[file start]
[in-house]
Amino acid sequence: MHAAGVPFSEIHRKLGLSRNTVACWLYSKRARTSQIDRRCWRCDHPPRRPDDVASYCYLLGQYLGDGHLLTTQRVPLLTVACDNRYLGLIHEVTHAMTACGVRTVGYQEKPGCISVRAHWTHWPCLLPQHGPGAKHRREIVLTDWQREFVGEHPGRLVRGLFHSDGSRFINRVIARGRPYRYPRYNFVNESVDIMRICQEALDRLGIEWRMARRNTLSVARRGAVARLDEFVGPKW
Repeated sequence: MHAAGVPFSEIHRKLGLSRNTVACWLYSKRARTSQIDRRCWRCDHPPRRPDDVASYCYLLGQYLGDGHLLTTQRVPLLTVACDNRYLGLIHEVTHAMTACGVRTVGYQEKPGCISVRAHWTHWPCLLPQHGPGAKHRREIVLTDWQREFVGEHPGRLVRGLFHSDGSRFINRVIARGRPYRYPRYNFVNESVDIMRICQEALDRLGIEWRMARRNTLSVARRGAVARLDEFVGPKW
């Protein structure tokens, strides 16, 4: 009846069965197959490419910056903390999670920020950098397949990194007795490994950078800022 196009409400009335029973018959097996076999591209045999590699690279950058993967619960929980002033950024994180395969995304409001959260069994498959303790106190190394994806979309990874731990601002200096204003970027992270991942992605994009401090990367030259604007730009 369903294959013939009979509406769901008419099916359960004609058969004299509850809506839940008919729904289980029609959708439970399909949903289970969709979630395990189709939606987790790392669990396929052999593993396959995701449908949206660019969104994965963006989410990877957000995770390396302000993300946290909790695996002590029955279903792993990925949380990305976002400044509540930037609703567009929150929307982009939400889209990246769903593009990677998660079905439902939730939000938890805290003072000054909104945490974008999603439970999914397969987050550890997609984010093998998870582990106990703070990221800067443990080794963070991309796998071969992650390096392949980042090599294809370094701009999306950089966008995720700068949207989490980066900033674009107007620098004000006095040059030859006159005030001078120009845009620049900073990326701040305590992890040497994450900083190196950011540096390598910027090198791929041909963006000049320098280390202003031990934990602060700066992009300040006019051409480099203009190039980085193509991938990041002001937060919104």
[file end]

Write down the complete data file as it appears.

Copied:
[in-house]
Amino acid sequence: MHAAGVPFSEIHRKLGLSRNTVACWLYSKRARTSQIDRRCWRCDHPPRRPDDVASYCYLLGQYLGDGHLLTTQRVPLLTVACDNRYLGLIHEVTHAMTACGVRTVGYQEKPGCISVRAHWTHWPCLLPQHGPGAKHRREIVLTDWQREFVGEHPGRLVRGLFHSDGSRFINRVIARGRPYRYPRYNFVNESVDIMRICQEALDRLGIEWRMARRNTLSVARRGAVARLDEFVGPKW
Repeated sequence: MHAAGVPFSEIHRKLGLSRNTVACWLYSKRARTSQIDRRCWRCDHPPRRPDDVASYCYLLGQYLGDGHLLTTQRVPLLTVACDNRYLGLIHEVTHAMTACGVRTVGYQEKPGCISVRAHWTHWPCLLPQHGPGAKHRREIVLTDWQREFVGEHPGRLVRGLFHSDGSRFINRVIARGRPYRYPRYNFVNESVDIMRICQEALDRLGIEWRMARRNTLSVARRGAVARLDEFVGPKW
């Protein structure tokens, strides 16, 4: 009846069965197959490419910056903390999670920020950098397949990194007795490994950078800022 196009409400009335029973018959097996076999591209045999590699690279950058993967619960929980002033950024994180395969995304409001959260069994498959303790106190190394994806979309990874731990601002200096204003970027992270991942992605994009401090990367030259604007730009 369903294959013939009979509406769901008419099916359960004609058969004299509850809506839940008919729904289980029609959708439970399909949903289970969709979630395990189709939606987790790392669990396929052999593993396959995701449908949206660019969104994965963006989410990877957000995770390396302000993300946290909790695996002590029955279903792993990925949380990305976002400044509540930037609703567009929150929307982009939400889209990246769903593009990677998660079905439902939730939000938890805290003072000054909104945490974008999603439970999914397969987050550890997609984010093998998870582990106990703070990221800067443990080794963070991309796998071969992650390096392949980042090599294809370094701009999306950089966008995720700068949207989490980066900033674009107007620098004000006095040059030859006159005030001078120009845009620049900073990326701040305590992890040497994450900083190196950011540096390598910027090198791929041909963006000049320098280390202003031990934990602060700066992009300040006019051409480099203009190039980085193509991938990041002001937060919104």